By Mabell, Dave on March 17, 2018.
Farming remains a Western Canadian way of life, with family farms passed down from one generation to the next.
Now there’s an opportunity to transform those businesses from “legacy” status to “dynasty.”
That was the message from writer and motivational speaker Carl Gould, to a crowd of southern Alberta producers during a seminar Friday.
To keep their businesses profitable and growing, he said, producers must think long term – “not just to the next seeding season.”
Whenever possible, he says, growers should seek to diversify their revenue sources through such initiatives as investing in other companies, buying stock, creating serious retirement funds – as well as diversifying their crops.
In an interview, Gould cited climate change and warnings of possible drought as additional reasons why producers must prepare for change. As summers on the Prairies grow warmer, crops that do well in the south could be grown farther north. But if water becomes scarce, new approaches to production may be required.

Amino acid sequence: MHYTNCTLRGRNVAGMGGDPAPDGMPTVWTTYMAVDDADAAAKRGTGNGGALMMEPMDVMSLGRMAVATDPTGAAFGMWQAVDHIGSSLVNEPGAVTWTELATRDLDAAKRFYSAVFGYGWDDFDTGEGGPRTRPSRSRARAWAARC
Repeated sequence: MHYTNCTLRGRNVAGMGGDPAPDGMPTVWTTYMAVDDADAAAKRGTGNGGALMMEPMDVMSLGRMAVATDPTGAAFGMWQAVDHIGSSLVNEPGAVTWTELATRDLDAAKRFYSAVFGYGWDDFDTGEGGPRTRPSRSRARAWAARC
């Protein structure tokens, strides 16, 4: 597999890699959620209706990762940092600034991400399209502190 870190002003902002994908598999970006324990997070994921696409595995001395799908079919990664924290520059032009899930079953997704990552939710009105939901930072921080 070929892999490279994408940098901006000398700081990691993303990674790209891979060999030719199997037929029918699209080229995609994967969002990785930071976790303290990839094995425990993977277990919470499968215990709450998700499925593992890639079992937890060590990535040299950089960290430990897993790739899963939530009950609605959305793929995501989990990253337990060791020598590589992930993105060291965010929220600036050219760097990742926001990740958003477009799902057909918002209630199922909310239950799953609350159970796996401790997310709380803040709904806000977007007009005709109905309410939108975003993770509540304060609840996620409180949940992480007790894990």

Gould pointed to grape producers in France who stoppedirrigating their vines as drought loomed ahead, then successfully marketed their crops as superior to the frequently sprinkled grapes grown by their competitors.
Another limiting factor could be the limited number of people who want a career in agri-business.
“Most jobs are not that glamorous,” whether they’re on a farm, in industry or elsewhere, Gould observed. But there are benefits attached, and successful producers may be able to enjoy extended time away in return for their long hours of planting and harvesting.
By learning to share the work – getting more family members involved, for example – he said the responsibilities can become more manageable.
Author of a series of books on business strategy, leadership and sustainable growth, Gould has also created a business mentoring organization operating in many nations, and has trained or accredited more than 7,000 business coaches and mentors over the last 15 years. His presentations in the U.S., Canada and abroad are booked by leaders in a number of industries in addition to agri-business.
During the four-stop tour, he said, he learned more Canadian farm operations remain a family business – with some tracing their roots to the earliest days of agriculture in their area.
While many long-term producers work hard to keep up with new concepts or processes Gould said younger members of his audiences pay close attention.
“The under 40-year-olds are very enthusiastic about the new technologies.”
Other speakers included Nick Bontis on “information bombardment,” Bryce Eger on the implications of mergers between large ag-related companies, and Tom Wolf along with Jason Deveau on “sprayer myths.”
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